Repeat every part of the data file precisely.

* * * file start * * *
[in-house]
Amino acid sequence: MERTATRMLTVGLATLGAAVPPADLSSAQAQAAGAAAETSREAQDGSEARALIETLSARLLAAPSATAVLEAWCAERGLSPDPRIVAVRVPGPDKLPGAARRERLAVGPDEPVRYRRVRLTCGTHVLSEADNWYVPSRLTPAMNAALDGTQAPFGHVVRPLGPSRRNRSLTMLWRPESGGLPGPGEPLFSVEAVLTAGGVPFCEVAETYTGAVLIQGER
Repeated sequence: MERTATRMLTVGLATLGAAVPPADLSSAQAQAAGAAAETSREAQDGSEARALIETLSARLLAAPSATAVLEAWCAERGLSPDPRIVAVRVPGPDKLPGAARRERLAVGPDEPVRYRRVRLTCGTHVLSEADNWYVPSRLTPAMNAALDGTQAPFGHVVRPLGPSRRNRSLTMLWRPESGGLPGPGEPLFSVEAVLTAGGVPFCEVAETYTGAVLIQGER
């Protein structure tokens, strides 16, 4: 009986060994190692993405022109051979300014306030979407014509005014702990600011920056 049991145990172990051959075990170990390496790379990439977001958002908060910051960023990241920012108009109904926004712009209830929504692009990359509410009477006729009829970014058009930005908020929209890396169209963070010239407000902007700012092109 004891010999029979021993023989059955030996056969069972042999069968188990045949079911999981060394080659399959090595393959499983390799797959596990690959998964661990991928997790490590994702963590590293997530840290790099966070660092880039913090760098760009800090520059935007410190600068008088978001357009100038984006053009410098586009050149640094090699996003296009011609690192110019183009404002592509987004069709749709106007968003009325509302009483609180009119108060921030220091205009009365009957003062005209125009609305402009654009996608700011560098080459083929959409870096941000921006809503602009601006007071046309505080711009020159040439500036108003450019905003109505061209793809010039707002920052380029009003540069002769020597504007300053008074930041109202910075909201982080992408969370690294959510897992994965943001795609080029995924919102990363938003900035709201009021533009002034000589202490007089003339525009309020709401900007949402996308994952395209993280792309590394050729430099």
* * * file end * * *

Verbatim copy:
[in-house]
Amino acid sequence: MERTATRMLTVGLATLGAAVPPADLSSAQAQAAGAAAETSREAQDGSEARALIETLSARLLAAPSATAVLEAWCAERGLSPDPRIVAVRVPGPDKLPGAARRERLAVGPDEPVRYRRVRLTCGTHVLSEADNWYVPSRLTPAMNAALDGTQAPFGHVVRPLGPSRRNRSLTMLWRPESGGLPGPGEPLFSVEAVLTAGGVPFCEVAETYTGAVLIQGER
Repeated sequence: MERTATRMLTVGLATLGAAVPPADLSSAQAQAAGAAAETSREAQDGSEARALIETLSARLLAAPSATAVLEAWCAERGLSPDPRIVAVRVPGPDKLPGAARRERLAVGPDEPVRYRRVRLTCGTHVLSEADNWYVPSRLTPAMNAALDGTQAPFGHVVRPLGPSRRNRSLTMLWRPESGGLPGPGEPLFSVEAVLTAGGVPFCEVAETYTGAVLIQGER
């Protein structure tokens, strides 16, 4: 009986060994190692993405022109051979300014306030979407014509005014702990600011920056 049991145990172990051959075990170990390496790379990439977001958002908060910051960023990241920012108009109904926004712009209830929504692009990359509410009477006729009829970014058009930005908020929209890396169209963070010239407000902007700012092109 004891010999029979021993023989059955030996056969069972042999069968188990045949079911999981060394080659399959090595393959499983390799797959596990690959998964661990991928997790490590994702963590590293997530840290790099966070660092880039913090760098760009800090520059935007410190600068008088978001357009100038984006053009410098586009050149640094090699996003296009011609690192110019183009404002592509987004069709749709106007968003009325509302009483609180009119108060921030220091205009009365009957003062005209125009609305402009654009996608700011560098080459083929959409870096941000921006809503602009601006007071046309505080711009020159040439500036108003450019905003109505061209793809010039707002920052380029009003540069002769020597504007300053008074930041109202910075909201982080992408969370690294959510897992994965943001795609080029995924919102990363938003900035709201009021533009002034000589202490007089003339525009309020709401900007949402996308994952395209993280792309590394050729430099």